Question tags

Do you know how to use question tags like is he and didn't you? Test what you know with interactive exercises and read the explanation to help you.

Look at these examples to see how question tags are used.

You haven't seen this film, have you?
Your sister lives in Spain, doesn't she?
He can't drive, can he?

Try this exercise to test your grammar.

Grammar test 1

Question tags: Grammar test 1

Read the explanation to learn more.

Grammar explanation

We can add question tags like isn't it?, can you? or didn't they? to a statement to make it into a question. Question tags are more common in speaking than writing.

We often use question tags when we expect the listener to agree with our statement. In this case, when the statement is positive, we use a negative question tag.

She's a doctor, isn't she?
Yesterday was so much fun, wasn't it?

If the statement is negative, we use a positive question tag. 

He isn't here, is he?
The trains are never on time, are they?
Nobody has called for me, have they?

If we are sure or almost sure that the listener will confirm that our statement is correct, we say the question tag with a falling intonation. If we are a bit less sure, we say the question tag with a rising intonation.

Formation

If there is an auxiliary verb in the statement, we use it to form the question tag.

I don't need to finish this today, do I?
James is working on that, isn't he?
Your parents have retired, haven't they?
The phone didn't ring, did it?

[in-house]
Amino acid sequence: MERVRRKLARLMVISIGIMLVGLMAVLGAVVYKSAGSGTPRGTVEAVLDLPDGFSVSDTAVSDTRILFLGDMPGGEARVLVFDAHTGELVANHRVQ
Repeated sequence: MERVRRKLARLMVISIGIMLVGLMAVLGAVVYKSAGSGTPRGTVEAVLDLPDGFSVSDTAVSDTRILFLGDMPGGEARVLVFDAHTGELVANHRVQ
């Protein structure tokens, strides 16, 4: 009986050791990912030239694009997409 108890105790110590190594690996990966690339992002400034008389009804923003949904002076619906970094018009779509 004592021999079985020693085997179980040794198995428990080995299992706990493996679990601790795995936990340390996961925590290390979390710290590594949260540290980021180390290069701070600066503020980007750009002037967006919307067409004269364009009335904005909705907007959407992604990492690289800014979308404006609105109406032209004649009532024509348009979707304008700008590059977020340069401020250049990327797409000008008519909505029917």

It was raining that day, wasn't it?
Your mum hadn't met him before, had she?

Sometimes there is no auxiliary verb already in the statement. For example, when:

... the verb in the statement is present simple or past simple and is positive. Here we use don't, doesn't or didn't:

Jenni eats cheese, doesn't she?
I said that already, didn't I? 

... the verb in the statement is to be in the present simple or past simple. In this case we use to be to make the question tag:

The bus stop's over there, isn't it?
None of those customers were happy, were they?

... the verb in the statement is a modal verb. Here we use the modal verb to make the question tag:

They could hear me, couldn't they?
You won't tell anyone, will you?

If the main verb or auxiliary verb in the statement is am, the positive question tag is am I? but the negative question tag is usually aren't I?:

I'm never on time, am I?
I'm going to get an email with the details, aren't I?

Do this exercise to test your grammar again.

Grammar test 2

Question tags: Grammar test 2

Do you need to improve your English grammar?
Join thousands of learners from around the world who are improving their English grammar with our online courses.
Average: 4.2 (5 votes)

Hi Macbreton Mandah,

Yes, that's right :) The tag should be "didn't he", not "hadn't he", because "had" is the main verb in this sentence (rather than an auxiliary verb).

Jonathan

The LearnEnglish Team

Submitted by Szayel on Sat, 09/07/2022 - 08:53

Permalink

Hello The English Team , hope all is well with you all :)

Could you possibly explain the structures " had better " and " would rather " in tags ?

I assume " we'd better leave , right? or huh ? " is correct rather than

We'd better leave , shouldn't we ? " which might be grammatically correct

I'd very much appreciate it if you would correct my mistakes if I've made any and kindly let us in on the correct forms

Hello Szayel,

'We had better leave, right?' is fine. Using 'huh' as a question tag sounds wrong to me, but perhaps I haven't understood what word you mean exactly.